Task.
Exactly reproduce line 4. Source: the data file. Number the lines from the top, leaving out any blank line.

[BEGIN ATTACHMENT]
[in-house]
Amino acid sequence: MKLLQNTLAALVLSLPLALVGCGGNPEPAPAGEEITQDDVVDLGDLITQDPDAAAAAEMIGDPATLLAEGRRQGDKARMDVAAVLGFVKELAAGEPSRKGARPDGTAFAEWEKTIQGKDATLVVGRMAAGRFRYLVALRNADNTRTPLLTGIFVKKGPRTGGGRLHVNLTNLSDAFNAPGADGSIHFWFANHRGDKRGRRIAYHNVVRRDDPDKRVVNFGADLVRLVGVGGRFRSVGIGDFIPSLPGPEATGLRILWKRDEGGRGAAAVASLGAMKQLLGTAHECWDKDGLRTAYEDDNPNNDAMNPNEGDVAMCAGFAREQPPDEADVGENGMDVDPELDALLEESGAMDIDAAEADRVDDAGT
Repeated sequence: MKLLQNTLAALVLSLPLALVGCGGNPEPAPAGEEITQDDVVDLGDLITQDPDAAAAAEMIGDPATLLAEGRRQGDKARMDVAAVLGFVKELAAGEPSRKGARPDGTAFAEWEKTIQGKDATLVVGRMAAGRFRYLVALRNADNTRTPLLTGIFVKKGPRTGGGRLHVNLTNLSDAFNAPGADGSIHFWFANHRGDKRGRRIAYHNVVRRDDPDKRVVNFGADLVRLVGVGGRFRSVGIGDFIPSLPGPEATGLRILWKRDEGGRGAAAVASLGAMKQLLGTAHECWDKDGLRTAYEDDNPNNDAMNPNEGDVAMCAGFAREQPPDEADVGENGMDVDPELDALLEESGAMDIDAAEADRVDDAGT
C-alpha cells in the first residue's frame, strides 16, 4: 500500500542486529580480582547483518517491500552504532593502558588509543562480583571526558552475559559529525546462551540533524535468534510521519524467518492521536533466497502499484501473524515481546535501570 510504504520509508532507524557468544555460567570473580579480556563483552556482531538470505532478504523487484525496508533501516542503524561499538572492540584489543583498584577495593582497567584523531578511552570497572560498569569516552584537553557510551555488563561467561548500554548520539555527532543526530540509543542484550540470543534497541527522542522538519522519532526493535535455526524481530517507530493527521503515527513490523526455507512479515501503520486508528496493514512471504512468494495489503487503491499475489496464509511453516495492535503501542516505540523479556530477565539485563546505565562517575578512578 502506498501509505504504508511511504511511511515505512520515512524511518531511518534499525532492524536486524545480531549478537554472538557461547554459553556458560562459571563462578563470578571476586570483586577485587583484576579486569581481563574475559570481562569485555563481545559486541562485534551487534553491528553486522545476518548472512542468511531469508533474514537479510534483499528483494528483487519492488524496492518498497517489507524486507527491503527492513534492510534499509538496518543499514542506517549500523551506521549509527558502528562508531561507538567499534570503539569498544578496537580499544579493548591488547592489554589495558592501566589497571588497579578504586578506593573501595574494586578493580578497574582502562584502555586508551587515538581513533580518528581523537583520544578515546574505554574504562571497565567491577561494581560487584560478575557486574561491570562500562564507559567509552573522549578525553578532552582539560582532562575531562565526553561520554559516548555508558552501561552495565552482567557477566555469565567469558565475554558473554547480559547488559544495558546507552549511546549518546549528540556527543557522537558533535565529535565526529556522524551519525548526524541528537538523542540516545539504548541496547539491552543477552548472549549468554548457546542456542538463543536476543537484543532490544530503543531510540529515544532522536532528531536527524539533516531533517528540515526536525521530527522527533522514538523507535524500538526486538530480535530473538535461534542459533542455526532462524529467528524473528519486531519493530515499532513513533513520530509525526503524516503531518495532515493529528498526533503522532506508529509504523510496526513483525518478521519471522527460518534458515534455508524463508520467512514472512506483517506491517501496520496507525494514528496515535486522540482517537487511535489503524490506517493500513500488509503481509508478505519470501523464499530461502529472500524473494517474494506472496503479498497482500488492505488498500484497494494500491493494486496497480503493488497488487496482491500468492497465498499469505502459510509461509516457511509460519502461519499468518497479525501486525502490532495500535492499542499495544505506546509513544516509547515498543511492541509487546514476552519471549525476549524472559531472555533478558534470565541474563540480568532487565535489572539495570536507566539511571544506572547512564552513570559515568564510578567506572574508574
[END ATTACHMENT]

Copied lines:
C-alpha cells in the first residue's frame, strides 16, 4: 500500500542486529580480582547483518517491500552504532593502558588509543562480583571526558552475559559529525546462551540533524535468534510521519524467518492521536533466497502499484501473524515481546535501570 510504504520509508532507524557468544555460567570473580579480556563483552556482531538470505532478504523487484525496508533501516542503524561499538572492540584489543583498584577495593582497567584523531578511552570497572560498569569516552584537553557510551555488563561467561548500554548520539555527532543526530540509543542484550540470543534497541527522542522538519522519532526493535535455526524481530517507530493527521503515527513490523526455507512479515501503520486508528496493514512471504512468494495489503487503491499475489496464509511453516495492535503501542516505540523479556530477565539485563546505565562517575578512578 502506498501509505504504508511511504511511511515505512520515512524511518531511518534499525532492524536486524545480531549478537554472538557461547554459553556458560562459571563462578563470578571476586570483586577485587583484576579486569581481563574475559570481562569485555563481545559486541562485534551487534553491528553486522545476518548472512542468511531469508533474514537479510534483499528483494528483487519492488524496492518498497517489507524486507527491503527492513534492510534499509538496518543499514542506517549500523551506521549509527558502528562508531561507538567499534570503539569498544578496537580499544579493548591488547592489554589495558592501566589497571588497579578504586578506593573501595574494586578493580578497574582502562584502555586508551587515538581513533580518528581523537583520544578515546574505554574504562571497565567491577561494581560487584560478575557486574561491570562500562564507559567509552573522549578525553578532552582539560582532562575531562565526553561520554559516548555508558552501561552495565552482567557477566555469565567469558565475554558473554547480559547488559544495558546507552549511546549518546549528540556527543557522537558533535565529535565526529556522524551519525548526524541528537538523542540516545539504548541496547539491552543477552548472549549468554548457546542456542538463543536476543537484543532490544530503543531510540529515544532522536532528531536527524539533516531533517528540515526536525521530527522527533522514538523507535524500538526486538530480535530473538535461534542459533542455526532462524529467528524473528519486531519493530515499532513513533513520530509525526503524516503531518495532515493529528498526533503522532506508529509504523510496526513483525518478521519471522527460518534458515534455508524463508520467512514472512506483517506491517501496520496507525494514528496515535486522540482517537487511535489503524490506517493500513500488509503481509508478505519470501523464499530461502529472500524473494517474494506472496503479498497482500488492505488498500484497494494500491493494486496497480503493488497488487496482491500468492497465498499469505502459510509461509516457511509460519502461519499468518497479525501486525502490532495500535492499542499495544505506546509513544516509547515498543511492541509487546514476552519471549525476549524472559531472555533478558534470565541474563540480568532487565535489572539495570536507566539511571544506572547512564552513570559515568564510578567506572574508574